Explore alternative solutions and consider reaching out to the theme authors via support for assistance. This not only helps you find a solution but also provides valuable feedback to the authors, potentially improving the theme for everyone.

How to Add Custom CSS and JavaScript

Add custom styles to the child.css file and custom JavaScript code to the child.js file. Both are located in the root folder of your child theme. The files might be named differently during child theme creation.
Ensure that your POWER child theme’s styles have the highest priority by correctly setting the order in the base.html file. 

TIP: If you want to change the styles or functionality for a specific module or set of modules, you can use the Custom Class feature. All of our modules include a field where you can add one or several custom CSS classes. This allows you to target those modules specifically in your child.css or child.js file for custom styling or functionality.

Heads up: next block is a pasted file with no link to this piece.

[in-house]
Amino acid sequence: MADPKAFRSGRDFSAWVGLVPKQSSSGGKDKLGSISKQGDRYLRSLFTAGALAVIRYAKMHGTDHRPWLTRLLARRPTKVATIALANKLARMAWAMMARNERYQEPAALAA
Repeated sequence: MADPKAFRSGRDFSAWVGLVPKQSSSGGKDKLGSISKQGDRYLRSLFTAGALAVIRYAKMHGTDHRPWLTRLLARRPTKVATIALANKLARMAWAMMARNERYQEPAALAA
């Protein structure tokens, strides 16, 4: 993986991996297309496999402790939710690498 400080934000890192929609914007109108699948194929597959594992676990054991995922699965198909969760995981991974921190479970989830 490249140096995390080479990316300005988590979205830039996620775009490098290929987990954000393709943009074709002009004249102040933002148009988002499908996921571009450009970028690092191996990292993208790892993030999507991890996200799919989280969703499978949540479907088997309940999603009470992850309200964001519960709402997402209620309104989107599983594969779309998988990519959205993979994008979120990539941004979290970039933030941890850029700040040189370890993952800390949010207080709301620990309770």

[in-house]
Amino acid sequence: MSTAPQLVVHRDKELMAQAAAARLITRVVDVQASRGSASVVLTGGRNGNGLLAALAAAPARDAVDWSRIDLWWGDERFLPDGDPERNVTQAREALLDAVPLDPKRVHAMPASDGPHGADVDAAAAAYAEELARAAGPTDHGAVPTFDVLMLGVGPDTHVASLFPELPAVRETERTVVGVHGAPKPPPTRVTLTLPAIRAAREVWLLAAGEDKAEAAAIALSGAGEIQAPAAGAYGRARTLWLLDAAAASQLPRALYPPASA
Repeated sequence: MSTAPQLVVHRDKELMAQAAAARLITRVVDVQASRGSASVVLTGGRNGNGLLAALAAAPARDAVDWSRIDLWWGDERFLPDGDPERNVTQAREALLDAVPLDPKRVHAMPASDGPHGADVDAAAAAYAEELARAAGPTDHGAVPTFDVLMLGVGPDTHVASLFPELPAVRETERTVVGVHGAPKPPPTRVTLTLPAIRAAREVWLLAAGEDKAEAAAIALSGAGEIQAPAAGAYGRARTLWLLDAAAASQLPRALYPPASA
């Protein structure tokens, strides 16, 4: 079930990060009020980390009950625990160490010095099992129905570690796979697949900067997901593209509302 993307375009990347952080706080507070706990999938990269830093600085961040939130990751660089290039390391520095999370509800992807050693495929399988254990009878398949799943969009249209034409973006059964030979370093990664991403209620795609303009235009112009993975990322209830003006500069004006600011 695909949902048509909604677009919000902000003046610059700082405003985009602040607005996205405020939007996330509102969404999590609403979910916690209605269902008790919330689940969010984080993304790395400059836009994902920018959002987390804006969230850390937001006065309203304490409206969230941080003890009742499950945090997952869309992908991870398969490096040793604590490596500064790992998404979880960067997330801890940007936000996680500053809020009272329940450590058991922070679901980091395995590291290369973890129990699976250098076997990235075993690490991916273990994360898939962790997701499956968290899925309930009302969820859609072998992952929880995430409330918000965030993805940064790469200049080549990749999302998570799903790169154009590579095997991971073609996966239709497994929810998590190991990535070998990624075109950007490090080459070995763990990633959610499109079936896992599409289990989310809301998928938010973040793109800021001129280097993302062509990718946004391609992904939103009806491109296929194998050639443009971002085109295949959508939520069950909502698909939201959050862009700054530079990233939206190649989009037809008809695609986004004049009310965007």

TIP: If you would like to hide an existing element, you can target it with a suitable CSS selector and use display: none; instead of removing it from the HTML structure.

If you would like to add an element, consider using the CSS pseudo selectors :before or :after.

Avoid cloning the parent theme’s CSS or JS files or even folders to the child theme; only add the necessary custom code via child.css and child.js

    Overwriting Theme Assets

    When necessary, overwriting can be done using the context menu > "Clone To Child Theme" on parent theme assets in the Design Tools.